Finance has traditionally been known as the naysayers of the company because whatever the business wanted didn’t meet certain financial criteria i.e. Get more info on https://aquariumairpump.com/. was too risky for the reward or would cause the company to run out of cash. My first ever article on LinkedIn “How To Break Free From A Stereotype” discussed this exact problem and gave suggestions as to how Finance or anyone for that matter can break free from a stereotype. The good thing is that Finance is well under way to leaving the old bean counter image behind and is becoming trusted business partners in many organizations. It does beg the question though about what happens when occasionally you’ll still have to say no to the business. How can you remain a trusted partner when you turn them down?
If they trust your yes, they will trust your no
The core of being a good finance business partner is that your counterpart trusts you. If you keep showing up with wrong numbers or can’t get your calculations straight they will never trust you. However, if you get your basics rights you’re already half way to establishing a constructive relationship with the business (function) you’re trying to support. When you then say that from a financial point of view the project/product/market/store they want your input on is sound and makes sense they will take that as a vote of confidence. If, on the other hand, you say no then make sure you have applied the exact same principles in your work and be ready to back up your answer even further. While the business doesn’t want naysayers, they don’t want yea-sayers either. They want the finance team to apply a stringent approach that doesn’t favor either side. The difference between now and twenty years ago is that finance professionals at all levels of the company have established much better relationships with their peers and superiors in other functions.
Understanding the financials is a two-way street
For the business to accept your “no” they need to know that you understand the business well enough to not only make a financial calculation but a business calculation that evaluates both the short and the long-term goals of the company. I once repeatedly told the business that they needed to spend more money on repair and maintenance on a specific asset. The CEO then kept telling me that he had never heard a finance guy asking him to spend more money. The fact was, though, that if we didn’t spend a certain amount of money on a recurring basis on repair and maintenance we would be in much bigger problems later on when main parts of the asset would start to breakdown. I knew this because I had done a benchmark study on another group of similar assets previously which showed that the asset we had underinvested in, in terms of repair and maintenance, would in a 5-year period move from being the lowest cost asset to the highest cost asset. So, while the financial case might call for more savings here and now in order to meet the financial targets, the business case would certainly call for on-going investments. It’s a two-way street between Finance and the business. For Finance to make the business understand the financials, Finance must also try to understand the business. Then it doesn’t matter whether you say “yes” or “no” because the business will trust your judgment and perhaps saying “no” will even strengthen your good relationship with the business.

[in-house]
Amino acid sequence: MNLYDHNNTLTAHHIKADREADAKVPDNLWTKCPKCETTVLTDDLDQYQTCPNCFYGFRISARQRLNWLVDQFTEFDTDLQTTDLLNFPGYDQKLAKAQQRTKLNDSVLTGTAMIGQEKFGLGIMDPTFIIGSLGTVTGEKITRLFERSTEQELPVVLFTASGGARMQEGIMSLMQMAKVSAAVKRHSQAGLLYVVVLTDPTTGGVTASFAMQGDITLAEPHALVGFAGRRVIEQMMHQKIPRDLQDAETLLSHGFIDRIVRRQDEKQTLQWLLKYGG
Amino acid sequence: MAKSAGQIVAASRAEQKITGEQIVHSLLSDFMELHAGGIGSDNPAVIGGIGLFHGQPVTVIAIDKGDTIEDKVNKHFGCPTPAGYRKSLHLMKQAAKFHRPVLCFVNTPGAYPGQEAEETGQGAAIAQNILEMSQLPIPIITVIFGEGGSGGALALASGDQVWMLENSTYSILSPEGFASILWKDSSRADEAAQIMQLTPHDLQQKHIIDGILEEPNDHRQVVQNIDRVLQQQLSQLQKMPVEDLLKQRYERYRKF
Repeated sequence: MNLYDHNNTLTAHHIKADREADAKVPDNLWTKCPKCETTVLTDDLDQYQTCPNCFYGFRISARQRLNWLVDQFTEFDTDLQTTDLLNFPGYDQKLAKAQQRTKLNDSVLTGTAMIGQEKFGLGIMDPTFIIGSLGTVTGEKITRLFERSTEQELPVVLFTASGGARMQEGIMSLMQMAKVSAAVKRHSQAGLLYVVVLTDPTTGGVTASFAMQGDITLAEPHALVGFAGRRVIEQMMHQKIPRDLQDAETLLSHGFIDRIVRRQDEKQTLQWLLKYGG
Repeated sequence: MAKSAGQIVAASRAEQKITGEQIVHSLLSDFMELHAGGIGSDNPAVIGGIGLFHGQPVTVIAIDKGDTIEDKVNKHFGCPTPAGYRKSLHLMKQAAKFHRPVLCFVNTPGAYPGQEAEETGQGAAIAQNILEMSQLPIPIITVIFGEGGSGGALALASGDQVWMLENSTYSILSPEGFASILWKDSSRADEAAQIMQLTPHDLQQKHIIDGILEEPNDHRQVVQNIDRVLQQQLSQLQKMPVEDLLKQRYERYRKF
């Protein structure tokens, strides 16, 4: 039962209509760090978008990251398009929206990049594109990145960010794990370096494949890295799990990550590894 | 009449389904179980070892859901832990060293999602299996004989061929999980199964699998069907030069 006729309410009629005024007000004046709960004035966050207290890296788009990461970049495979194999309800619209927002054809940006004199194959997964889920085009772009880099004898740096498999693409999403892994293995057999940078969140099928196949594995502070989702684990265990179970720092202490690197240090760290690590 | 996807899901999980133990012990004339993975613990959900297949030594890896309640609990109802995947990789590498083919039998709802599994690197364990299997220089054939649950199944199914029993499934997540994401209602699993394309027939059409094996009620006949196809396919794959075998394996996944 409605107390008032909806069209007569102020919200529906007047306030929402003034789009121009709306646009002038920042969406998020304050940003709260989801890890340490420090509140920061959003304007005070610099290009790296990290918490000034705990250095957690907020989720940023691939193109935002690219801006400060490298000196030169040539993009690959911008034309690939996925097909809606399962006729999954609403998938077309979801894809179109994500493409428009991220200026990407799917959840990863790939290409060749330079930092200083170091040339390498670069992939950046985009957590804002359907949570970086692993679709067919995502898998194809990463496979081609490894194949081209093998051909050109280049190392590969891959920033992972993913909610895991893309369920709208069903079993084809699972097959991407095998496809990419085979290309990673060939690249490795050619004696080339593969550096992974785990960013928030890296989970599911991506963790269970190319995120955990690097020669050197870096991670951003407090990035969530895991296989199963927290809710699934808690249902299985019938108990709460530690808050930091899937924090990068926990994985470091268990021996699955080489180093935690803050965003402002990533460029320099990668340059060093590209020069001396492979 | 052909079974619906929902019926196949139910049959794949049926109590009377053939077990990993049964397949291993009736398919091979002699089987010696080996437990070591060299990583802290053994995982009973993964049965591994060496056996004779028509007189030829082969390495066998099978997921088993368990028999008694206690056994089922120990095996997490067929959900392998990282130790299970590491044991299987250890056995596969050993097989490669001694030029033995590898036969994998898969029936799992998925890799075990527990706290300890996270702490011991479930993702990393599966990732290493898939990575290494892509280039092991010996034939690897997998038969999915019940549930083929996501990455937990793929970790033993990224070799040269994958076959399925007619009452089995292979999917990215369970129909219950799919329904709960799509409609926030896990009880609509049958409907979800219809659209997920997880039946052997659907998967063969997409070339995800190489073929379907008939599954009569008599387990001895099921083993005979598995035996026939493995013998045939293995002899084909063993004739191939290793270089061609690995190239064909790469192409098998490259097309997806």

What’s your experience with saying “no” to business proposals and disappoint the ones you’re supposed to support? Have you tried to truly understand the business or are you always walking around with your naysayer hat on?